Posted by: Patricia Salkin | February 8, 2019

Fed. Dist. Court in NC Dismisses Due Process and Equal Protection Claims Following Denial of Certificate of Appropriateness to Demolish Cottage

This post was authored by Touro Law student Thomas Brown ‘20

Plaintiffs William and Kara Raynor owned a parcel of land in a historic district in Chapel Hill containing a small cottage that they wished to demolish and replace with a new single-family home. In order to do this they needed to obtain a Certificate of Appropriateness from Chapel Hill’s Historic District Commission (HDC).

After a series of denials and changes to their application, the Raynors appealed to the town Board of Adjustment, which ordered that the HDC accept the application. However, the HDC continued to delay and avoid obeying the Board’s order. The Raynors sued the Town and the HDC in state court under claims of federal substantive due process, procedural due process, equal protection and state constitutional claims. The defendants timely removed to the Middle District of North Carolina and made a motion to dismiss under quasi-judicial and qualified immunity.

Regarding substantive due process, the court acknowledged the plaintiffs’ allegations that the Commission “caus[ed] Plaintiffs to engage in numerous and inconsistent redesigns, rais[ed] new objections throughout the process with differing reasons, conduct[ed] undisclosed private meetings, [had] conflicts or animus toward Plaintiffs, seat[ed] some members who were not qualified to serve by virtue of interest, experience or education, and bas[ed] its decisions on considerations not provided for in the Town’s Land Use Ordinances.” However, the court decided that those actions were not outside the “broad limits” of government action and were within the state’s traditional regulatory powers. They did not “shock the conscience” and could be rectified by state remedies.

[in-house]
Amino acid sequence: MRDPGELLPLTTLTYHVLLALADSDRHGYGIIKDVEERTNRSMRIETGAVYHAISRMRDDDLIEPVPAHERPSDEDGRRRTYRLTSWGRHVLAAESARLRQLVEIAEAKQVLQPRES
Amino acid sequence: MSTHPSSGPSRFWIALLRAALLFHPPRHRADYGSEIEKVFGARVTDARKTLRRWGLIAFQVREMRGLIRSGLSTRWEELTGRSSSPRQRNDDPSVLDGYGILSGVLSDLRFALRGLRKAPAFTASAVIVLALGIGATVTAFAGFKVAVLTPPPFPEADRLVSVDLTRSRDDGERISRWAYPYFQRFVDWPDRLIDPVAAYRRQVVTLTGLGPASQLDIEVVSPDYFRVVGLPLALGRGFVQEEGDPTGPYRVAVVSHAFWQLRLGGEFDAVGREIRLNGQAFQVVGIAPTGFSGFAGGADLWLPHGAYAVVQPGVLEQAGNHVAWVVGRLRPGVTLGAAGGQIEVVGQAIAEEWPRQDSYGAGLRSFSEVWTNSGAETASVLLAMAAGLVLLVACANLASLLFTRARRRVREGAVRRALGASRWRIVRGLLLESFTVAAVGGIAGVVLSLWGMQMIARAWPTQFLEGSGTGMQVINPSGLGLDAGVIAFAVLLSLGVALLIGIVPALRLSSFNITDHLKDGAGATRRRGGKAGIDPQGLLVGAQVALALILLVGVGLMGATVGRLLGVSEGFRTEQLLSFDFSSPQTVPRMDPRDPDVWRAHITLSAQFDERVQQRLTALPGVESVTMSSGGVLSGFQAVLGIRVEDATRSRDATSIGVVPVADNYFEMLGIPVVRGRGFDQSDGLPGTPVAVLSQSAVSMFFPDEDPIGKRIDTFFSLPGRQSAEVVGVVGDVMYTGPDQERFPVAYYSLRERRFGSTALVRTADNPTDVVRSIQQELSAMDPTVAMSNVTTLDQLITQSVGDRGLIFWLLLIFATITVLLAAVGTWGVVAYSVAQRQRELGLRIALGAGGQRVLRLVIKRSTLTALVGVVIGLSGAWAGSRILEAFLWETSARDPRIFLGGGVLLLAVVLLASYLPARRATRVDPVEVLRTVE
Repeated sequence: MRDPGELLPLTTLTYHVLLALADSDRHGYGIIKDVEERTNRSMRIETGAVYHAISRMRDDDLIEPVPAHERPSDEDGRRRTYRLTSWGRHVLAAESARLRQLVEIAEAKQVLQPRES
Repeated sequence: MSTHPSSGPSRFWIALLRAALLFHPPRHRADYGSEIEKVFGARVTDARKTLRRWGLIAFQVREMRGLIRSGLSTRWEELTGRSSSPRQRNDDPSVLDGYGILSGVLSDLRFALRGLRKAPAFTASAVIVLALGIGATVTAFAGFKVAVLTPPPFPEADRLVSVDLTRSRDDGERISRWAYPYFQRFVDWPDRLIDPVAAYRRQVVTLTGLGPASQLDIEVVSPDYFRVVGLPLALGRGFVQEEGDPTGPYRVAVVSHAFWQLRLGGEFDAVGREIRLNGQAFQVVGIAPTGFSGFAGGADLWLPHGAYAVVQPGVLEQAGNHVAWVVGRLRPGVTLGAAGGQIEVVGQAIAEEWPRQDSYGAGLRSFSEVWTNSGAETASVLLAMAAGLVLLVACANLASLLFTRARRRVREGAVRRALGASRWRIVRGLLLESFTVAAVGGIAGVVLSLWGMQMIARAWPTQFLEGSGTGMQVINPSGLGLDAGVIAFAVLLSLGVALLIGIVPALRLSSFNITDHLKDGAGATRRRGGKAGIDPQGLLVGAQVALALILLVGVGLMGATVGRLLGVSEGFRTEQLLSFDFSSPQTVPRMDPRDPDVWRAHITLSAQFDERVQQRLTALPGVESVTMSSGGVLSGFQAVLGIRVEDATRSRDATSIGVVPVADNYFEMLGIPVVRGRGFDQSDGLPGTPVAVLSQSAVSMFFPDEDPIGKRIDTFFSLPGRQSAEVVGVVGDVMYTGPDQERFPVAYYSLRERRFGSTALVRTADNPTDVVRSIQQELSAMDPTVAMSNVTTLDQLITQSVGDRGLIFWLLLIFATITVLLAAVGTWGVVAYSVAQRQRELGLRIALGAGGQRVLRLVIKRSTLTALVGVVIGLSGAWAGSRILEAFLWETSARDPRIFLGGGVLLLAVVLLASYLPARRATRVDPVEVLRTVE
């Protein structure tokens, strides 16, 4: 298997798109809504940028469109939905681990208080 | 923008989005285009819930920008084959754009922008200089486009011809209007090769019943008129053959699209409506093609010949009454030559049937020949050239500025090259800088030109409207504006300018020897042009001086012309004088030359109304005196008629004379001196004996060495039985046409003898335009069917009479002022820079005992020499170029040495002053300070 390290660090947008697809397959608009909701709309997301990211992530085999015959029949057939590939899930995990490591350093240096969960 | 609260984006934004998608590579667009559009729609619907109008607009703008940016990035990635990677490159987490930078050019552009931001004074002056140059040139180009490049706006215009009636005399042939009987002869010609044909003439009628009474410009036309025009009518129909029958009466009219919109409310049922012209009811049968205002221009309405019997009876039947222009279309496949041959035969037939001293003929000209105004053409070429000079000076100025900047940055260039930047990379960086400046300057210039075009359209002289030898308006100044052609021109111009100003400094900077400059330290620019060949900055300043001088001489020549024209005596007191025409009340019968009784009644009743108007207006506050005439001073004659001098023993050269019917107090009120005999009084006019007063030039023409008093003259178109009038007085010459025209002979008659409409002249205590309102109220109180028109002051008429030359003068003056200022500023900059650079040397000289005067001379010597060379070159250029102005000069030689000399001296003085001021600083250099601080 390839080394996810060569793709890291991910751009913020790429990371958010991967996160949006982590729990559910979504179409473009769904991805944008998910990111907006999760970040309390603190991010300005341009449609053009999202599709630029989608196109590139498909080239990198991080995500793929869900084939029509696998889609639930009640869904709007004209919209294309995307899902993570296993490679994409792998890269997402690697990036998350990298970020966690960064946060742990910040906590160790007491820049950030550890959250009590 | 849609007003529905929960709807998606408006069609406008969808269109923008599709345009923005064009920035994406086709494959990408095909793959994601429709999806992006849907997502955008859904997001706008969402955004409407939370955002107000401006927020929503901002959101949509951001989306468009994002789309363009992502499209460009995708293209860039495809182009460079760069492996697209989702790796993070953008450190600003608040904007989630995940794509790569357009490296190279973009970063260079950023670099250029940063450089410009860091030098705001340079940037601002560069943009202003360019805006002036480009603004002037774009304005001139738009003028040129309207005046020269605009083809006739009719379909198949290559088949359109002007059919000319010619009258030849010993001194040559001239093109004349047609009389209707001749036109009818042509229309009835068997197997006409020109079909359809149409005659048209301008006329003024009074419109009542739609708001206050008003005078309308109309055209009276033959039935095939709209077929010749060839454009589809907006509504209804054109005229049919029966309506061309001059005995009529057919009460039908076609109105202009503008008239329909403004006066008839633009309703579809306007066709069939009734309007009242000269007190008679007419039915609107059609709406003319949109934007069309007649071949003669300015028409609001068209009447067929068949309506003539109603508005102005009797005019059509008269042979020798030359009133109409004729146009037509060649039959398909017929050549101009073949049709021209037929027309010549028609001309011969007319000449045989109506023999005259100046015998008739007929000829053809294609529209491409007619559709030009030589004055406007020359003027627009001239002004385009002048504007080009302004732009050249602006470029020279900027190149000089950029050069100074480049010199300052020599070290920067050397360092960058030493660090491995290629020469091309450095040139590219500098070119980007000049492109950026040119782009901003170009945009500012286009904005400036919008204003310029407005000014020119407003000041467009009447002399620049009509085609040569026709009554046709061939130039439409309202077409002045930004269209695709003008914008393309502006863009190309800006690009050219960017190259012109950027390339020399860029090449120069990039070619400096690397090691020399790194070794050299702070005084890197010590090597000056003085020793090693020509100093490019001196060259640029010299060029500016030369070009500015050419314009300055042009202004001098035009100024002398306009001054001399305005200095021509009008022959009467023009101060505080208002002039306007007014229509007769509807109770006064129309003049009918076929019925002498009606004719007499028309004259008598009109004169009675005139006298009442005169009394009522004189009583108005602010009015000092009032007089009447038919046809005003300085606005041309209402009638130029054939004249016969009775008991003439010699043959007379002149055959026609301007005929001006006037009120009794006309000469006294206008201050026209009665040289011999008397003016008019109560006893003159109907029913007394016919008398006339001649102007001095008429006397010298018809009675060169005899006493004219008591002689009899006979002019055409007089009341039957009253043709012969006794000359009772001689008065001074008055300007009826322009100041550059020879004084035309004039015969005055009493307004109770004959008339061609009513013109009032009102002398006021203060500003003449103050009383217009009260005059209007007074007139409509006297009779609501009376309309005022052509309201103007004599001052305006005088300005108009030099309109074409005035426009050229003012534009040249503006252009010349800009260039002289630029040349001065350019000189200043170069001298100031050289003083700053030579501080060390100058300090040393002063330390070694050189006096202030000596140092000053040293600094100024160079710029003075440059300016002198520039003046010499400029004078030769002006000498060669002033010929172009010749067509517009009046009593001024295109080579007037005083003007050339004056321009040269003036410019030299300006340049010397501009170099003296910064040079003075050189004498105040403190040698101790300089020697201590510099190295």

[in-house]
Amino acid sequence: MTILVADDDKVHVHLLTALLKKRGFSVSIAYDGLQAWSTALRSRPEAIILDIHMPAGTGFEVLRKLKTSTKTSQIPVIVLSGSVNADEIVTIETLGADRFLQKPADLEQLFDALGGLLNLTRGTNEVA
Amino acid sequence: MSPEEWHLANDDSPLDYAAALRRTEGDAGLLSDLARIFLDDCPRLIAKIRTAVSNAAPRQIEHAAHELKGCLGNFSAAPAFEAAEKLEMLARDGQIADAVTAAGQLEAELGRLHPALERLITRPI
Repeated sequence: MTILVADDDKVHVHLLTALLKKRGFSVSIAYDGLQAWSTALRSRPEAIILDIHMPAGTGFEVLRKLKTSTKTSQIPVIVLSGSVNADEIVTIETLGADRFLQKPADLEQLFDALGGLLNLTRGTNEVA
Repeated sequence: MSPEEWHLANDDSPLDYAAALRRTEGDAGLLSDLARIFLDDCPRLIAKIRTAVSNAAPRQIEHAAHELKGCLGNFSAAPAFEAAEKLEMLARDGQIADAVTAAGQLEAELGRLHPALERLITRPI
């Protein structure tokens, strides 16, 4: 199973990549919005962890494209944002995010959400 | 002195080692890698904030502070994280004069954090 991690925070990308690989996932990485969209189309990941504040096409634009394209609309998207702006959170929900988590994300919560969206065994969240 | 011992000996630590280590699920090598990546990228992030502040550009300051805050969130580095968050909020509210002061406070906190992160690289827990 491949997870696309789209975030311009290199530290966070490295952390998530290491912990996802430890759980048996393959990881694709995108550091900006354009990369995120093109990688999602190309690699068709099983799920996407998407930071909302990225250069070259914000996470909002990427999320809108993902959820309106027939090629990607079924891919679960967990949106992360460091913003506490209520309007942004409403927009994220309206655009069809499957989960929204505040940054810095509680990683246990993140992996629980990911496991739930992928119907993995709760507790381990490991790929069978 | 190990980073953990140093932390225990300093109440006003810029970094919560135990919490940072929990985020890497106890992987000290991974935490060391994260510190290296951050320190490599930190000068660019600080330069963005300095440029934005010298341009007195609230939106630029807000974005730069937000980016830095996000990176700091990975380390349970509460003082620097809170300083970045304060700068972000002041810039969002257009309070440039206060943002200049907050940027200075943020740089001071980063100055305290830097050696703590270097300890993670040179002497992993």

Concerning the equal protection claim, the court again emphasized the local nature of land use decisions. Plaintiffs alleged that they had been treated differently from other residents with home designs similar to the one they proposed, but the court stated that “Where rational distinctions are reasonably conceivable, ‘even if they were not the real reasons for treating [Plaintiffs] differently[,] … that is the end of our inquiry.’”

After dismissing the federal due process and equal protection claims, the court remanded the state constitutional claims to the state court.

Regarding defendants’ claims of quasi-judicial and qualified immunity, the court said that “These are potentially-applicable defenses that would require further analysis and consideration,” but the court did not have to reach them after the failure of the federal claims.The court concluded by stating that “‘[t]his case is a garden-variety zoning dispute recast in constitutional terms’” (quoting Siena Corp. v. Mayor and City Council of Rockville, Md., 873 F.3d 456, 466) and granted defendants’ motion to dismiss the federal claims.

Raynor v. Town of Chapel Hill, 2019 WL 503443 (M.D.N.C. Feb. 8, 2019).

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